Censorship….. the Movie!

Posted by Anti Citizen One on February 19th, 2009

I was considering avoiding the controversy around Geert Wilders’ film “Fitna” but I have decided to brave the waters… The basic argument seems to be:

  1. The Koran contains statements that call for the spread of Islam and unbelievers to be killed.
  2. Act of violence are justified and inspired by the Koran (this is implied visually but not stated literally)
  3. Islam wants to impose its views on us [liberal Westerners]
  4. Being under threat, we must respond by defeating this ideology (as done to Communism)
  5. Muslims should renounce passages that call for violence.

Ban Ki Moon condemned the film for itself being extremist.

I want to add some observations that were not in the film.

  • The Koran has statements that non-believers should not be harmed.
  • Not all Muslims want to impose their beliefs on others. (On the other hand, extremists would say “then they are not Muslim” but anyway) See also 2:256, 18:29, 109:6
  • Getting inspiration towards violence from a holy book depends on the supply of the book, being told to read it and to take it seriously – and also to take a particular pro-violent interpretation. All this takes human influence. To say that words on a page are wholly responsible for violence is an over simplification.
  • Just because liberal views are “under threat”, it does not mean we should label the view as “evil” or attempt to defeat it. To do so is the antithesis of liberalism! As long as pressure comes from preaching and political action, why should a liberal society resist? Unless we don’t think liberalism can survive without being hypocritical? (Which is a possibility.)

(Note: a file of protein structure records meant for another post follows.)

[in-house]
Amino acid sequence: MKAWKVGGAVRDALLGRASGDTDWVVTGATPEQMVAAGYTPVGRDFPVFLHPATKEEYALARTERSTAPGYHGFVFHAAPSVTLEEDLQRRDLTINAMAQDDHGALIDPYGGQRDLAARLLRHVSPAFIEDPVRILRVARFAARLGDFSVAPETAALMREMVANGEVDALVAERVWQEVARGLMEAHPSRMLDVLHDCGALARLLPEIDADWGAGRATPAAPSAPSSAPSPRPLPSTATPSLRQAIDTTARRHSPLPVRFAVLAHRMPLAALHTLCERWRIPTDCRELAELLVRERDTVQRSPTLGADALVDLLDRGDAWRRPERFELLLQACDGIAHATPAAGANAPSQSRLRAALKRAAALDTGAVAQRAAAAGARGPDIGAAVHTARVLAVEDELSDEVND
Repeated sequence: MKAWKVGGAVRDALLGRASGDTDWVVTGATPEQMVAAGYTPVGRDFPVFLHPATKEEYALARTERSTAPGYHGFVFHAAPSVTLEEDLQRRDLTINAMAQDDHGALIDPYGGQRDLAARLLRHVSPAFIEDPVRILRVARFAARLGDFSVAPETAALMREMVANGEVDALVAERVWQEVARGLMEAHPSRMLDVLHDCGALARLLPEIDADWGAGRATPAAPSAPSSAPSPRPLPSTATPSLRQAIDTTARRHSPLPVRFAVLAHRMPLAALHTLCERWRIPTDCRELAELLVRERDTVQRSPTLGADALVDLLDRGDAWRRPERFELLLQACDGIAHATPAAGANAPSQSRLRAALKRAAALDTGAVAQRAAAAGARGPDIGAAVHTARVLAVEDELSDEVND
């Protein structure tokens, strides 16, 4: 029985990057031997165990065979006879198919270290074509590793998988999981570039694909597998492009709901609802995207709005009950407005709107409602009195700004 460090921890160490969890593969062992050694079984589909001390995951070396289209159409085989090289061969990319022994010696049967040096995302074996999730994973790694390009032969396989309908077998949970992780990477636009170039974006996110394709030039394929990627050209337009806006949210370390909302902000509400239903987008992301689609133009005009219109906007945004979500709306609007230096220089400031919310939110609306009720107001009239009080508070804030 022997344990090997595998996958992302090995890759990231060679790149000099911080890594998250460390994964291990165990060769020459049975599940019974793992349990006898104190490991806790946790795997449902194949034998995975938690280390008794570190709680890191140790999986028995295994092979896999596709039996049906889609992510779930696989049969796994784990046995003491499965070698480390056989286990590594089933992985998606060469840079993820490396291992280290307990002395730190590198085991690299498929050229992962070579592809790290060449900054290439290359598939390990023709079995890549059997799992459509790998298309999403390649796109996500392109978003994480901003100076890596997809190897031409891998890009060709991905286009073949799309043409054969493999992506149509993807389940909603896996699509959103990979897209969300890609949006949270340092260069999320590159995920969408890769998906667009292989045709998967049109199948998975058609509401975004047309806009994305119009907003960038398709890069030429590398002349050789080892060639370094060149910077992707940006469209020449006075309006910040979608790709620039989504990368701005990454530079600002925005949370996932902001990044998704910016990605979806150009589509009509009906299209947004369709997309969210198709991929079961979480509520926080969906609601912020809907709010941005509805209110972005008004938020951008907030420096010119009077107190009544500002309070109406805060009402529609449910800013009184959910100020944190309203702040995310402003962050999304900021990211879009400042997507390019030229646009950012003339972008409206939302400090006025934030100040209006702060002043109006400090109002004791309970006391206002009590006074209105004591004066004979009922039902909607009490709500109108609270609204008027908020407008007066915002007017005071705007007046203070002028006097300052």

• Apparently some (most?) Muslim scholars do call for sections of the Koran to be interpreted and not to be taken literally.

When Geert Wilders attempted to travel to the UK to show his film, we was denied entry as he was deemed a “public safety threat”. I’ll tell you what is a public safety thread: a government who censors a descenting voice. If Wilders called for violence (he didn’t – I think?), he would be a loose canon – but it is the protests from hysterical people who feel themselves “offended” that are the threat to public safetly (even if there is a threat at all). The ironic thing is I probably would not have bothered watching this rather superficial film if they had not blocked his visit!

Anti Citizen One

PS There is an excellent audio episode of The Moral Maze concerning the origin of morality. (Titled poorly as “moral relativism”). Also, congratulations to them on the 500th episode broadcasted!

Thoughts on Recent News

Posted by on February 4th, 2009

I have been lacking in posts recently as I have been both lazy, mentally drained and suffering from sporadic cut-offs thanks to a shoddy modem/router.It is with pleasure then I announce “I’m back!”

I was interested to see AC1 comment on recent news as I was planning on doing so myself – and at the same time air some of my more unusual views.

There are really three main news items that are capturing my attention at the moment:

1) The lifting of the excommunication on a holocaust denying Bishop.

2) The Edinburgh “Gay adoption” row, and

3) The Christian Nurse.

Holocaust Denial

The first story is troubling for me as a nominal Catholic, although I should celebrate the hoped for “return to the fold” of schismatic Catholics to the church – a precursor for a greater ecumenical push between world religions – I am dissappointed that the Holocaust Deniar Bishop Williamson has not been publicly disciplined.